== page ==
Sunday, April 11, 2010

The Kurosagi Corpse Delivery Service Volume 10

What I try to do with reviews at this Bookshelf blog is keep it simple and spoiler-free, and let you know whether I'd recommend you pick up a copy of what I just read. Seems to work okay. This time, a brief review of The Kurosagi Corpse Delivery Service Volume 10 (Dark Horse, 2010)

Over the course of its run, The Kurosagi Corpse Delivery Service should have started to run out of steam, but it hasn’t. I say that because while I’m certainly not making any claims to being an expert on Japanese comics, I do have several shelves full of digests and every one of those that form long-running serials was feeling at least a little tired by its tenth book, almost as though the creators were working to a lengthy contract and their initial enthusiasm had long ago been dampened.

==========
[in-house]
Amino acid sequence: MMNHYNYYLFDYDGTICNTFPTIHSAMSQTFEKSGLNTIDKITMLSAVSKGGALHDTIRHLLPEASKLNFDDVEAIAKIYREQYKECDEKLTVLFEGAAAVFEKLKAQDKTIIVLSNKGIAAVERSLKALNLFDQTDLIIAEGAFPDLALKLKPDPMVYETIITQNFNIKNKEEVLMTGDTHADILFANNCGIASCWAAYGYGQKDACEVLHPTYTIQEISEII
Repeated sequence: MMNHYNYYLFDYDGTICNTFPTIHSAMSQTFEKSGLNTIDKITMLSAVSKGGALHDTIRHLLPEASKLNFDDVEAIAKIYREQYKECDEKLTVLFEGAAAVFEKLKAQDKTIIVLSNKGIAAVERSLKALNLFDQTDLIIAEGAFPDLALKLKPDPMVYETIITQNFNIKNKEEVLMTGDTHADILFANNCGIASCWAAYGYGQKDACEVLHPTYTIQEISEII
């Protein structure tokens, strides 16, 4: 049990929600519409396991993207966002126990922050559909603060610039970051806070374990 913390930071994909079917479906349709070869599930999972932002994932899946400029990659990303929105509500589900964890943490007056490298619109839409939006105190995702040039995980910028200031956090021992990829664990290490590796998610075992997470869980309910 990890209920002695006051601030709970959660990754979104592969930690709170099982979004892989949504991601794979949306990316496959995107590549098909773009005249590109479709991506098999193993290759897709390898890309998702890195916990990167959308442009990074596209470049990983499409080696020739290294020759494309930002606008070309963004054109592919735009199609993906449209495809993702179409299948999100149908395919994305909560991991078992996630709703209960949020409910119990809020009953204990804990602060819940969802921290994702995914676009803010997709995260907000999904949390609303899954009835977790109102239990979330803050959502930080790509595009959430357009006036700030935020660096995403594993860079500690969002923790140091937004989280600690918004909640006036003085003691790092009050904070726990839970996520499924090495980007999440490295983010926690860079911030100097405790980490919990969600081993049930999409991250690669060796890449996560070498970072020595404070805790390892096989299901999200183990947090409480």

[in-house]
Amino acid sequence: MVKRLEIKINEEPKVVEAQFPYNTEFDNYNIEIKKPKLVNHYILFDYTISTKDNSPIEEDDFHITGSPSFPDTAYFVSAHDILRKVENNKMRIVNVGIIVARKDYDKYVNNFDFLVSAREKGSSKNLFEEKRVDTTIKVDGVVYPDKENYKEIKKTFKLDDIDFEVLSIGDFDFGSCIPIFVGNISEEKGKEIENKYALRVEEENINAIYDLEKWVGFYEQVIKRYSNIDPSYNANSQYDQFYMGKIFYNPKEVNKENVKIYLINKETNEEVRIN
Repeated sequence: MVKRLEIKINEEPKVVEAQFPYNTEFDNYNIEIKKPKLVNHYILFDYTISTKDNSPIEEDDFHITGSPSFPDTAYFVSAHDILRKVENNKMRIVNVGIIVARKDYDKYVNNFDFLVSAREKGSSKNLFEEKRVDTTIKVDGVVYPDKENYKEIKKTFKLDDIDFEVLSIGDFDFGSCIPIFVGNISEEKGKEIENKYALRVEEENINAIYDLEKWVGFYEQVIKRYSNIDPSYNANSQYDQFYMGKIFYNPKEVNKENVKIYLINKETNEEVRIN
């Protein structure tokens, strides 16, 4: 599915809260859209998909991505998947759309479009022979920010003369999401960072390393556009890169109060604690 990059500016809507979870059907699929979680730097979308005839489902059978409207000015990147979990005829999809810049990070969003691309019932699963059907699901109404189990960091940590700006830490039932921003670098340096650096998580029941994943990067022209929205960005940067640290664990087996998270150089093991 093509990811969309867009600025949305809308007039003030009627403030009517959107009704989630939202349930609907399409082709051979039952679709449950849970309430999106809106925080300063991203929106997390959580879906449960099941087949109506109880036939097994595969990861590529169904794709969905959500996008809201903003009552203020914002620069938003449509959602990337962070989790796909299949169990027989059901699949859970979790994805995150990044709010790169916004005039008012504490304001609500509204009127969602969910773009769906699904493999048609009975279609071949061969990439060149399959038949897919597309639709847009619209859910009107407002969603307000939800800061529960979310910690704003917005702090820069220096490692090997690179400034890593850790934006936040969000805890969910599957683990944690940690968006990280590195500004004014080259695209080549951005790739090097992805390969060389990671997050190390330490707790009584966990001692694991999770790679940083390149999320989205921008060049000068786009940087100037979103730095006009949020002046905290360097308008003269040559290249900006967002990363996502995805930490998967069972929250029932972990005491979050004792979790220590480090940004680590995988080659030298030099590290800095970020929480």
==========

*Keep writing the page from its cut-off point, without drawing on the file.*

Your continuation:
Kurosagi, on the other hand, just gets better and better with every book. The impression I get is that Eiji Otsuka and Housui Yamazaki had a concept so nebulous and a cast so sketchy that it’s taken them years to grow their creepy and promising work into something solid. Again, no claim of expertise here, but I wonder whether other creators that I enjoy do a great deal more behind-the-scenes work with editors before their stories hit the ground running. In his always entertaining annotations, editor Carl Horn mentioned a volume or two back that this series has wound its way through three or four different anthologies. Perhaps the lack of a solid editorial guide, with one eye on the popularity chart and the sales figures, has done Kurosagi a favor?

Whatever the case, over time the cast has become more fleshed out and human, especially Numata, whose mentor we meet in the last storyline here, and the cases more intricate, fascinating, horrifying and rule-breaking. There’s a bit in book ten where a guest character’s best friend is, in a moment I never would have seen coming, killed by the villains of that story, and another bit where I exclaimed aloud and distracted my family from our nice hour of quiet reading time. We need more comics that do that. Long may Kurosagi chill and terrify.

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